The media has a vested interest in pumping real estate. This will not end well. — Garth

#37 dd on 04.05.09 at 1:21 pm

#34 Got A Watch

Inflation. The banks would love to have inflation over their stated 2% policy mark. It makes payback of debts easier. The world will be running inflation above the stated amounts for years to come … because will trillions coming to the market in debt it has too.

However again lets get through this deflation cycle first. The only way to do this is to focus on job creation and consumer confidence. There will be no spending when unemployment is increasing.

#38 taxpayer like you on 04.05.09 at 1:43 pm

34 Got a Watch – good post on interest rates.

But you did say:

“The recession in the early 80’s was a bad one, though
not near what we are having now.”

Totally depends on your circumstances at that time. I was outa work for basically a year and a half from 82-84. Felt more like a depression to me. Hardly any business was even taking applications. Decided I better go back to school, upgrade skills, have more options, with idea of
having my own business at some point. Took 5-7 years to come back.

I do find this blog to be Ontariocentric. Now that auto is in major decline, and will be lucky to be back at halfmast, it sounds like the world is ending. In BC, it doesnt look like anything we havent seen before – twice at least.

#39 Glenn on 04.05.09 at 2:06 pm

Here is a link to an international analyst from Argentina. For those that remember, Argentina had a massive financial implosion a few years ago.

This implosion was not “accidental”, but fully planned by Kissinger and his cohorts. Kissinger as much as admitted this fact and said it was meant as a TEST. Again, the collapse was NOT an accident.

Put simply, what happened in Argentina is now going to happen in America and Canada. I invite you all to completely ignore everything said in the following youtube link, then call me a gold bug or radical militia member.

Two final points to hold close. One, tell yourself I am only telling you the truth because I hate you, and two, unlike Garth this financial analyst is telling you to get your money out of the bank NOW and buy something of value.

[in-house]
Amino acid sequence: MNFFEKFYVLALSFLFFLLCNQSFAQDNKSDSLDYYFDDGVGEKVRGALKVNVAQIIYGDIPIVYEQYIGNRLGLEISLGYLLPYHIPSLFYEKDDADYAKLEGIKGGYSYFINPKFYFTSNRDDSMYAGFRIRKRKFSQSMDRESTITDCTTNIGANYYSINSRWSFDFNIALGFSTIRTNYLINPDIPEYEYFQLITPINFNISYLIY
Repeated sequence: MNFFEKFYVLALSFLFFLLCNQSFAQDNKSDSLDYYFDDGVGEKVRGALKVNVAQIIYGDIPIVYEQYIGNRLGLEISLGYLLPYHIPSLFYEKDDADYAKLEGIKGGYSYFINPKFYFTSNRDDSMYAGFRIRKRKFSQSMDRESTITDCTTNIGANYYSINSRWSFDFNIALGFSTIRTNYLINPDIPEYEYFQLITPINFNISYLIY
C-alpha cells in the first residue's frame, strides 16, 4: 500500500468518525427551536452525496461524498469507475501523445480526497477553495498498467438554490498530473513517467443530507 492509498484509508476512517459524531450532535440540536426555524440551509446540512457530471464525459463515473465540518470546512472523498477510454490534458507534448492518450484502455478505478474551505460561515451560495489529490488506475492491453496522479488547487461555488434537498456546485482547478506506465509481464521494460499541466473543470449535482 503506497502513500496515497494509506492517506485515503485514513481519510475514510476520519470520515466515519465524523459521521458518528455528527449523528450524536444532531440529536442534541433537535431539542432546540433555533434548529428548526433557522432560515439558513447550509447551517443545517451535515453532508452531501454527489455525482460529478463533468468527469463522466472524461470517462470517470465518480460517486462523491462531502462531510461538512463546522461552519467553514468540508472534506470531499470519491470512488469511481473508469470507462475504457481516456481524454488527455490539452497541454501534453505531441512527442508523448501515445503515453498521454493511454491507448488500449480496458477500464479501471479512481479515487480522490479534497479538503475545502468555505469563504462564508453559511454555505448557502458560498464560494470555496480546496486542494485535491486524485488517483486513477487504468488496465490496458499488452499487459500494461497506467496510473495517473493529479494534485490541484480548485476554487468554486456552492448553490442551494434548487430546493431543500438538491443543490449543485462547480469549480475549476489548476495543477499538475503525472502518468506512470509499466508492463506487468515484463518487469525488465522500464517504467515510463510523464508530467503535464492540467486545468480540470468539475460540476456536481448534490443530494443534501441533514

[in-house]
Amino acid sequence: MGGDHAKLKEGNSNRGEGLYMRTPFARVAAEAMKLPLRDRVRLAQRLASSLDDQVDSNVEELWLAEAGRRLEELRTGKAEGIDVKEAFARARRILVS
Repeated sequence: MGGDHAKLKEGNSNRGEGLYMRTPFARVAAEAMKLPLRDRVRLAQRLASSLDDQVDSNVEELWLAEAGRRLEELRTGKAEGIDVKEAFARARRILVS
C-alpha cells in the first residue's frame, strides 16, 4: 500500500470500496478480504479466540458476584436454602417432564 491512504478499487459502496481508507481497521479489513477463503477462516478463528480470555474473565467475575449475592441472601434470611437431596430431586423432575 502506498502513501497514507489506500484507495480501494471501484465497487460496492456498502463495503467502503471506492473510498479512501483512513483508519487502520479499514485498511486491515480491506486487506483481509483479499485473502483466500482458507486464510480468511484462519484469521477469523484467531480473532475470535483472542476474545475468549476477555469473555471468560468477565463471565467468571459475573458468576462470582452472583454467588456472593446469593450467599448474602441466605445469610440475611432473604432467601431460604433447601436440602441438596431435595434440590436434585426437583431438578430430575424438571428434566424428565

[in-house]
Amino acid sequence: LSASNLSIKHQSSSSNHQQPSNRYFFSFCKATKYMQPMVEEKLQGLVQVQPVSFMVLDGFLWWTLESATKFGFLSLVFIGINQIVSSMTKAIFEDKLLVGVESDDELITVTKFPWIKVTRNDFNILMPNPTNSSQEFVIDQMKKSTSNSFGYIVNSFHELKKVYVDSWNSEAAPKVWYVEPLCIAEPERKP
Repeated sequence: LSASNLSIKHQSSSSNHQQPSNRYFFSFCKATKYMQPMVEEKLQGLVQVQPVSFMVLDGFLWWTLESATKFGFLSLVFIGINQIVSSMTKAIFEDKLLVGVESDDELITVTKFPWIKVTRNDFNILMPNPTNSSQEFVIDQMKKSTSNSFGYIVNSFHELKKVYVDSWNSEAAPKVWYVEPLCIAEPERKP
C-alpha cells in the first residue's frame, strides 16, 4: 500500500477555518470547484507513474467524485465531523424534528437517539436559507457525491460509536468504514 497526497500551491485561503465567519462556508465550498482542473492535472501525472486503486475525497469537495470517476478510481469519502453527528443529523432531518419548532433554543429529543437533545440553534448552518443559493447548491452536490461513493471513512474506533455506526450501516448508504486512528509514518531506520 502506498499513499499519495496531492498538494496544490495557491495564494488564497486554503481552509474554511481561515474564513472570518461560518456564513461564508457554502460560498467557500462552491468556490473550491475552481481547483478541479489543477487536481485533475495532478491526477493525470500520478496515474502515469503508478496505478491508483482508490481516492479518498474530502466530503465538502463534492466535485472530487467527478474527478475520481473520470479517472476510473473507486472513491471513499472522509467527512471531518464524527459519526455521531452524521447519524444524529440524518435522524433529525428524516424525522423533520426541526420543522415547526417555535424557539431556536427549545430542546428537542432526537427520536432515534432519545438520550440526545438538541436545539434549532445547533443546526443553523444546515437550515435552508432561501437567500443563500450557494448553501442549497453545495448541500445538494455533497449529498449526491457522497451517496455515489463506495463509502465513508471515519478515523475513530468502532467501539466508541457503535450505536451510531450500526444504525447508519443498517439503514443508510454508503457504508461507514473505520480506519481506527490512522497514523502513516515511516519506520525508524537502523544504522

Why? Simply! Your money WILL BE WORTHLESS SOON!

#40 Jimster on 04.05.09 at 2:25 pm


Since you seem so fond of using gold-bug terminology, her is another for you to make your own;


#41 David Bakody on 04.05.09 at 2:42 pm

#36 victoria reader on 04.05.09 at 12:46 pm

Perhaps Sir/Madame like full page adds, reviews and not to mention multi page flyiers and oh yea all those interviews with real estate experts!

#42 HoweStreet on 04.05.09 at 3:49 pm

#9 Mark on 04.04.09 at 10:54 pm


Where do i sign up for langley event? Cant find anything on about it?

You can click on the Money Expo banners on the media player, or on the right side of the page.

Here is a short cut to register for free:

Don’t miss Garth !

#43 jess on 04.05.09 at 3:51 pm

bobby g,
FRAUD is a lagging indicator….

#44 jess on 04.05.09 at 3:54 pm

rinse lather repeat that is the so called business cycle !!!!!!!!

The U.S. Savings and Loan crisis of the 1980s and early 1990s was the failure of 747 savings and loan associations (S&Ls) in the United States. The ultimate cost of the crisis is estimated to have totaled around $160.1 billion, about $124.6 billion of which was directly paid for by the U.S. taxpayer.[1] The accompanying slowdown in the finance industry and the real estate market may have been a contributing cause of the 1990-1991 economic recession. Between 1986 and 1991, the number of new homes constructed per year dropped from 1.8 million to 1 million, the lowest rate since World War II.[2]

The Keating Five scandal was prompted by the activities of one particular savings and loan: Lincoln Savings and Loan Association of Irvine, California. Lincoln’s chairman was Charles Keating, who ultimately served five years in prison for his corrupt mismanagement of Lincoln.[3] In the four years after Keating’s American Continental Corporation (ACC) had purchased Lincoln in 1984, Lincoln’s assets had increased from $1.1 billion to $5.5 billion.[4] Such savings and loan associations had been deregulated in the early 1980s, allowing them to make highly risky investments with their depositors’ money. Keating and other savings and loan operators took advantage of this deregulation.[4][5] Savings and loans established connections to many members of Congress, by supplying them with needed funds for campaigns through legal donations.[5] Lincoln’s particular investments took the form of buying land, taking equity positions in real estate development projects, and buying high-yield junk bonds.[6]

#45 OttawaMike on 04.05.09 at 4:05 pm

Plant that garden and stock up on xurbia supplies ’cause Cramer says the depression is over.
We are all screwed…

#46 jess on 04.05.09 at 4:12 pm

Bailing out AIG cost the same as bailing out these 500+ savings and loans!

During the 1980s, the savings and loan industry experienced severe financial losses because extremely high interest rates caused institutions to pay high rates on deposits and other funds while earning low yields on
their long-term loan portfolios. During this period, regulators reduced capital standards and allowed the use of alternative accounting procedures to increase reported capital levels. While these conditions